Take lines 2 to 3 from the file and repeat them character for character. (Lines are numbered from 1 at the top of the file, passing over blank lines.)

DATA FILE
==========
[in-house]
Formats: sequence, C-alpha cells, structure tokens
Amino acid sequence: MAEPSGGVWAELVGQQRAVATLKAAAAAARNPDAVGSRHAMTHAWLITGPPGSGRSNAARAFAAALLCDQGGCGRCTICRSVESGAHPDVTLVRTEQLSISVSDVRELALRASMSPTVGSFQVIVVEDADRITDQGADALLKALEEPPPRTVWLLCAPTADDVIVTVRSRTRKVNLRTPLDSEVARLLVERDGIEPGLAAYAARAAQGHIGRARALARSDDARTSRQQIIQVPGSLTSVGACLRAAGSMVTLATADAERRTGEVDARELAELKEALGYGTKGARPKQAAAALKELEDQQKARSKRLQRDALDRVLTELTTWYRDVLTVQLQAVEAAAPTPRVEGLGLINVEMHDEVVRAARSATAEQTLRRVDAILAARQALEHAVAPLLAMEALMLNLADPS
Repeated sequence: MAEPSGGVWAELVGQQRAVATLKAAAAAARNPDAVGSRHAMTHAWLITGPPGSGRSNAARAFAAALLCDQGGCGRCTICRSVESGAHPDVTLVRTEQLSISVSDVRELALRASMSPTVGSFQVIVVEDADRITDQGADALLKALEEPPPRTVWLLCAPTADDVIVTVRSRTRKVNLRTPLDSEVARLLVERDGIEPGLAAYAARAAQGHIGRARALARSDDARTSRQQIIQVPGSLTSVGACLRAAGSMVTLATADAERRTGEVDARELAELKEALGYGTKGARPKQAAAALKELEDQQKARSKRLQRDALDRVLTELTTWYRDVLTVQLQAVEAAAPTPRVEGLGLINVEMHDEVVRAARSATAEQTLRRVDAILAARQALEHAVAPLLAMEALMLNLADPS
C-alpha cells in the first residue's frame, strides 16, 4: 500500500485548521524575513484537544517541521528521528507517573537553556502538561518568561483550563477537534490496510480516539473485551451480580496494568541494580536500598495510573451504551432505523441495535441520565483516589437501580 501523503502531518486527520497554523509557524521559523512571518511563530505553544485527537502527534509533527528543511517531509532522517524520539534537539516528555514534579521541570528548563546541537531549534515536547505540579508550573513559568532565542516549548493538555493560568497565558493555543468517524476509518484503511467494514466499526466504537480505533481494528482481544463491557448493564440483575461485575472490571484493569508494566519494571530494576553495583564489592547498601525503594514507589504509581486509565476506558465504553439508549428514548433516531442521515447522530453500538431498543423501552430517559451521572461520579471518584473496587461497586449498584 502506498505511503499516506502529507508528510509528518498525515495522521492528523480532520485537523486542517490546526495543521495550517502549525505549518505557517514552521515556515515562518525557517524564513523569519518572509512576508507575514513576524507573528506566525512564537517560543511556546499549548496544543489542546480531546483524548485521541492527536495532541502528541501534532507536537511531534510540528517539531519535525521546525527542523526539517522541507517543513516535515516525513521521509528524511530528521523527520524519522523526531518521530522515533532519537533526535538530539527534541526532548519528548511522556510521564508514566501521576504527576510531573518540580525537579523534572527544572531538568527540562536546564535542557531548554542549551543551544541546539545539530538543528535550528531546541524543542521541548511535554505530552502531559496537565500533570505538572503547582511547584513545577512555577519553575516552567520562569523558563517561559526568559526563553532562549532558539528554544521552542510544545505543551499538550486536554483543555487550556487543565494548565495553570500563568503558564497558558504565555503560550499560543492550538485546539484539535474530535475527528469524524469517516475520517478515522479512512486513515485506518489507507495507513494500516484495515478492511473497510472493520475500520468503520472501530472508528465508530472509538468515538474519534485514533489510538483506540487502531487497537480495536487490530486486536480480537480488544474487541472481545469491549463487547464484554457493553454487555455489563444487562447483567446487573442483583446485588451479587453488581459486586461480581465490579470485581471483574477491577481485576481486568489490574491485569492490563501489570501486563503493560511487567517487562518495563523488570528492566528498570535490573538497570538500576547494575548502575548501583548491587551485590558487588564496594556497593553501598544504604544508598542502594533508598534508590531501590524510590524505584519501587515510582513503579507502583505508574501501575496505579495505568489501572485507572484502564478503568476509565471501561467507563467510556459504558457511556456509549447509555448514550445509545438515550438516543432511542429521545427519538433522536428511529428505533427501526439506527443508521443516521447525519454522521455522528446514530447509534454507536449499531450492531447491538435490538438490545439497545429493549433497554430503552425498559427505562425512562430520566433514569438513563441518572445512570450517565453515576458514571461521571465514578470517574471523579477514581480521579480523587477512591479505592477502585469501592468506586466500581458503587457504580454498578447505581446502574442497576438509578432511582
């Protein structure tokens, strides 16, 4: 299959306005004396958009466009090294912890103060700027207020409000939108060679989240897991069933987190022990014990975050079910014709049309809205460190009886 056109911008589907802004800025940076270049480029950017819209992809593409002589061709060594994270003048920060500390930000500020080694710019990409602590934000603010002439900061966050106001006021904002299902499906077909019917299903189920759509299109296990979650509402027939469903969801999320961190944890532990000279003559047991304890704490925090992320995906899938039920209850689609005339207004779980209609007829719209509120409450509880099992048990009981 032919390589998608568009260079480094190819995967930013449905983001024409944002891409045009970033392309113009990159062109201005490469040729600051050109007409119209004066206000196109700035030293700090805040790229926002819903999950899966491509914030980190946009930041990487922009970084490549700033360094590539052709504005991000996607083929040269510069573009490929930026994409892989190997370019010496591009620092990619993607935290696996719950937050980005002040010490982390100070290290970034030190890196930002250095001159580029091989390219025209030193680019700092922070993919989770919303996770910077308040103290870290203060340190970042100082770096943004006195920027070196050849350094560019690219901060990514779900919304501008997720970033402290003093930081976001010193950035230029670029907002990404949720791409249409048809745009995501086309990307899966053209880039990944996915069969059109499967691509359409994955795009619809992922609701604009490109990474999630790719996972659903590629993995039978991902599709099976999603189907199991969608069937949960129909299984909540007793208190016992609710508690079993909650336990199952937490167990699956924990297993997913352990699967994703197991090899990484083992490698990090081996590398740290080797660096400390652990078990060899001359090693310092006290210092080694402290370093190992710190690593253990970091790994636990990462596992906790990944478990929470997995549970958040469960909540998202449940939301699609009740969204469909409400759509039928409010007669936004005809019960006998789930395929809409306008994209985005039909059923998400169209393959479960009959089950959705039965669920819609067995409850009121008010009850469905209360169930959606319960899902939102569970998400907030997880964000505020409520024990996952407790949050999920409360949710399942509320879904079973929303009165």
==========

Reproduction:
Formats: sequence, C-alpha cells, structure tokens
Amino acid sequence: MAEPSGGVWAELVGQQRAVATLKAAAAAARNPDAVGSRHAMTHAWLITGPPGSGRSNAARAFAAALLCDQGGCGRCTICRSVESGAHPDVTLVRTEQLSISVSDVRELALRASMSPTVGSFQVIVVEDADRITDQGADALLKALEEPPPRTVWLLCAPTADDVIVTVRSRTRKVNLRTPLDSEVARLLVERDGIEPGLAAYAARAAQGHIGRARALARSDDARTSRQQIIQVPGSLTSVGACLRAAGSMVTLATADAERRTGEVDARELAELKEALGYGTKGARPKQAAAALKELEDQQKARSKRLQRDALDRVLTELTTWYRDVLTVQLQAVEAAAPTPRVEGLGLINVEMHDEVVRAARSATAEQTLRRVDAILAARQALEHAVAPLLAMEALMLNLADPS